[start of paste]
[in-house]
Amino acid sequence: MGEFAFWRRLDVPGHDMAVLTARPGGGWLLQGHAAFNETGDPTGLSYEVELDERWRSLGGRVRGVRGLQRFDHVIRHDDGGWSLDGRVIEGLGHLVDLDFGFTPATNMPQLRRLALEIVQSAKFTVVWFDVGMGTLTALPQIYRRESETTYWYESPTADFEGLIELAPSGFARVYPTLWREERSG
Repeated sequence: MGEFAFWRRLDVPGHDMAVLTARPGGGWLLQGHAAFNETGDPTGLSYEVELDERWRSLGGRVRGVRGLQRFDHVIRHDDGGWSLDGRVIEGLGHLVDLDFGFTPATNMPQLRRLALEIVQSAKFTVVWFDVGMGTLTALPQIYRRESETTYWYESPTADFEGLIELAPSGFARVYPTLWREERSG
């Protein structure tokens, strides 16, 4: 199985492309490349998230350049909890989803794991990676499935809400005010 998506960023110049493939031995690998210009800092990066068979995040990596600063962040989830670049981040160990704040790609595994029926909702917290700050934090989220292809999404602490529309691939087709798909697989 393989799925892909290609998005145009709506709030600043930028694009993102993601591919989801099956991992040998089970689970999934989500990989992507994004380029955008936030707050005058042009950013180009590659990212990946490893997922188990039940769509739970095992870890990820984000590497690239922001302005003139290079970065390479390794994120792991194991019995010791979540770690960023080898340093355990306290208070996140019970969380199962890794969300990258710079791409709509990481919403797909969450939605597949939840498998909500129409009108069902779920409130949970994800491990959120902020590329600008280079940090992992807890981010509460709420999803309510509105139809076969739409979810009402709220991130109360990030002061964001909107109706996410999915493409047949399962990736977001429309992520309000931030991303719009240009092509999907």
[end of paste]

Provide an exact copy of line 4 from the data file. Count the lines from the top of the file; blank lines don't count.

């Protein structure tokens, strides 16, 4: 199985492309490349998230350049909890989803794991990676499935809400005010 998506960023110049493939031995690998210009800092990066068979995040990596600063962040989830670049981040160990704040790609595994029926909702917290700050934090989220292809999404602490529309691939087709798909697989 393989799925892909290609998005145009709506709030600043930028694009993102993601591919989801099956991992040998089970689970999934989500990989992507994004380029955008936030707050005058042009950013180009590659990212990946490893997922188990039940769509739970095992870890990820984000590497690239922001302005003139290079970065390479390794994120792991194991019995010791979540770690960023080898340093355990306290208070996140019970969380199962890794969300990258710079791409709509990481919403797909969450939605597949939840498998909500129409009108069902779920409130949970994800491990959120902020590329600008280079940090992992807890981010509460709420999803309510509105139809076969739409979810009402709220991130109360990030002061964001909107109706996410999915493409047949399962990736977001429309992520309000931030991303719009240009092509999907």